In illustrating how sexual assault is minimised when it is committed by "important" men and boys, Luckiest Girl Alive succeeds where many TV shows and films fall short.
Everyone who was meant to defend and assist Ani—her mother, her school, her friends, and the system as a whole—disregarded the fact that she had been raped. Except for one compassionate teacher who is a ray of hope, everyone wishes Ani would just keep quiet and not spoil the future of these great young guys. It serves as a beautiful and practical reminder that not all males are nasty.
But Ani's rape hit us in the face when we saw the movie in the first few days after it came out. Not until at least 15 minutes into the movie, long after the audience has become engrossed, is it revealed that Ani was raped.
Netflix misled its early viewers by disregarding the people who will most closely relate with Ani in a movie that is largely about what happens when your rape is minimised by the people around you (see the author of the novel the movie is based on, Jessica Knoll, in the remark below).
They appear to have simply thought that we would accept them inserting sexual assault into a movie they promoted differently. However, the scenes are painfully detailed, and the main scene is lengthy.
Even when done respectfully, portraying rape for entertainment can be contentious.
Beyond the difficulty of describing a movie about rape in a bait-and-switch manner, the topic of whether Luckiest Girl Alive's depiction of rape is gratuitous or too graphic still needs to be addressed.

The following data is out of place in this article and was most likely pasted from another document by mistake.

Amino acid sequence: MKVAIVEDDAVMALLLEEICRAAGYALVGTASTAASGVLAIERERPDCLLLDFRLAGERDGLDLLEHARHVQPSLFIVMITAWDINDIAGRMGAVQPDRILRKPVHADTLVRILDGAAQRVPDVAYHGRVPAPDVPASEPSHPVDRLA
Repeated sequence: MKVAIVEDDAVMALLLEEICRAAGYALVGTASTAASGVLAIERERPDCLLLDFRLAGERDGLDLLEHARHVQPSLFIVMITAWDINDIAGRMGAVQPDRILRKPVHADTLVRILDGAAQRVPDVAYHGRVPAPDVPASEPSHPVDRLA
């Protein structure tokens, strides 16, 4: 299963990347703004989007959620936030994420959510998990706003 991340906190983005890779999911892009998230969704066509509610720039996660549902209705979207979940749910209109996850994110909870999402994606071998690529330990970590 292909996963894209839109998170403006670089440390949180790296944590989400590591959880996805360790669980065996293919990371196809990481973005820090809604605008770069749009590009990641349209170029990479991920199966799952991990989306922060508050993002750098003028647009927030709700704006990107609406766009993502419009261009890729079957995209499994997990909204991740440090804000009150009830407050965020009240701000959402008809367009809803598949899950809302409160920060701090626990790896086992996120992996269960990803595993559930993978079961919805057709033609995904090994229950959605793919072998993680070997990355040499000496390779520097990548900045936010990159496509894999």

The rape is as explicit as it can be in an R-rated movie when we see what happened to young Ani (as described in the next sentence). Before dissociating, she screams "ouch" repeatedly while having her legs pulled apart and pleading with her attackers to stop. She is portrayed as being tortured and beaten, with blood oozing from her butt.
Being aware that this is happening to a youngster makes it even more agonising.

Some critics contend that it shouldn't be portrayed on screen in such a realistic manner, if at all.
Those who think rape should not be depicted on television or in movies have my respect. Yes, I do concur that it is misused and even abused.
Indeed, several studies show that regular exposure to sexual violence in the media makes young men less sensitive to these kinds of acts. Two of these studies are cited in an excellent article in Vanity Fair that examines the use of rape as a plot device, particularly in the TV show The Handmaid's Tale, and makes the following observations: "In one study, it was discovered that young men who watched rape scenes went on to feel more at ease using violence against women. Male university students were shown to be more drawn to sexual aggressiveness in a study that examined the effects of sexual violence in feature films."
It's important to consider the potential risks of utilising rape as a plot device despite the fact that psychological elements like these are difficult to evaluate.
The rape, however, is not used as a story device in Luckiest Girl Alive.
The rape serves as the movie's focal point. It serves as the basis for the movie. It is the pivotal moment.
It is the essential component for our hero's survival.
Although the rape might have been skipped and the film still created an amazing impression, there is a purpose for the brutally accurate portrayal: to serve as a reminder that our character was, in fact, a victim.
In order for us to feel fury and devastation alongside Ani when she is embarrassed and accused of being intoxicated in a house full of boys, that rape scenario is intended to haunt us.
We were there and we witnessed it.